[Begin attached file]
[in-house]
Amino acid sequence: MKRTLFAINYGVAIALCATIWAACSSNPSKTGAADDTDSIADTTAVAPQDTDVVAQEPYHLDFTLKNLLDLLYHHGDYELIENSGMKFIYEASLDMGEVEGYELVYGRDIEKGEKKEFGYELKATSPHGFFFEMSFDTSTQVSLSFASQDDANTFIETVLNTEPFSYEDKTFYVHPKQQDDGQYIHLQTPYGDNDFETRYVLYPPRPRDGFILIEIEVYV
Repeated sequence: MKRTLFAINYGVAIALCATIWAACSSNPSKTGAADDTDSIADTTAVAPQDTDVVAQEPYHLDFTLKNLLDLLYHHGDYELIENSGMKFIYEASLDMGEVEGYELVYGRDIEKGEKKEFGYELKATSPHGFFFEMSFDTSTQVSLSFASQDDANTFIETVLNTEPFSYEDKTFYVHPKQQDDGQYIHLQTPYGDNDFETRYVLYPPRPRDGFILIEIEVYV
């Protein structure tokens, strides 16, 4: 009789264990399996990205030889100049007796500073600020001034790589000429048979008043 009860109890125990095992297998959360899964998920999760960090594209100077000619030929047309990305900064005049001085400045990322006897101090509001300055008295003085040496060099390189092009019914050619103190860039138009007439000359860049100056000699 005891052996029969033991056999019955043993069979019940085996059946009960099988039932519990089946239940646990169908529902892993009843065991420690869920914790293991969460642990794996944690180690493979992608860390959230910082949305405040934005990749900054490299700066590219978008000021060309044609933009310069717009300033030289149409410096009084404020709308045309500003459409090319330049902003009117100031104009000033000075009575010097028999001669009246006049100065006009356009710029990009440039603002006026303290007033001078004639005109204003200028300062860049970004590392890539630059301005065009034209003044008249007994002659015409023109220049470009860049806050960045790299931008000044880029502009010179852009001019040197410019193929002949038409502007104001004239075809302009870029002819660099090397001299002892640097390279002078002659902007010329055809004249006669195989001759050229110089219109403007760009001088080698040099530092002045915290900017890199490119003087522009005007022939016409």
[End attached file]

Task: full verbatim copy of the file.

[in-house]
Amino acid sequence: MKRTLFAINYGVAIALCATIWAACSSNPSKTGAADDTDSIADTTAVAPQDTDVVAQEPYHLDFTLKNLLDLLYHHGDYELIENSGMKFIYEASLDMGEVEGYELVYGRDIEKGEKKEFGYELKATSPHGFFFEMSFDTSTQVSLSFASQDDANTFIETVLNTEPFSYEDKTFYVHPKQQDDGQYIHLQTPYGDNDFETRYVLYPPRPRDGFILIEIEVYV
Repeated sequence: MKRTLFAINYGVAIALCATIWAACSSNPSKTGAADDTDSIADTTAVAPQDTDVVAQEPYHLDFTLKNLLDLLYHHGDYELIENSGMKFIYEASLDMGEVEGYELVYGRDIEKGEKKEFGYELKATSPHGFFFEMSFDTSTQVSLSFASQDDANTFIETVLNTEPFSYEDKTFYVHPKQQDDGQYIHLQTPYGDNDFETRYVLYPPRPRDGFILIEIEVYV
């Protein structure tokens, strides 16, 4: 009789264990399996990205030889100049007796500073600020001034790589000429048979008043 009860109890125990095992297998959360899964998920999760960090594209100077000619030929047309990305900064005049001085400045990322006897101090509001300055008295003085040496060099390189092009019914050619103190860039138009007439000359860049100056000699 005891052996029969033991056999019955043993069979019940085996059946009960099988039932519990089946239940646990169908529902892993009843065991420690869920914790293991969460642990794996944690180690493979992608860390959230910082949305405040934005990749900054490299700066590219978008000021060309044609933009310069717009300033030289149409410096009084404020709308045309500003459409090319330049902003009117100031104009000033000075009575010097028999001669009246006049100065006009356009710029990009440039603002006026303290007033001078004639005109204003200028300062860049970004590392890539630059301005065009034209003044008249007994002659015409023109220049470009860049806050960045790299931008000044880029502009010179852009001019040197410019193929002949038409502007104001004239075809302009870029002819660099090397001299002892640097390279002078002659902007010329055809004249006669195989001759050229110089219109403007760009001088080698040099530092002045915290900017890199490119003087522009005007022939016409």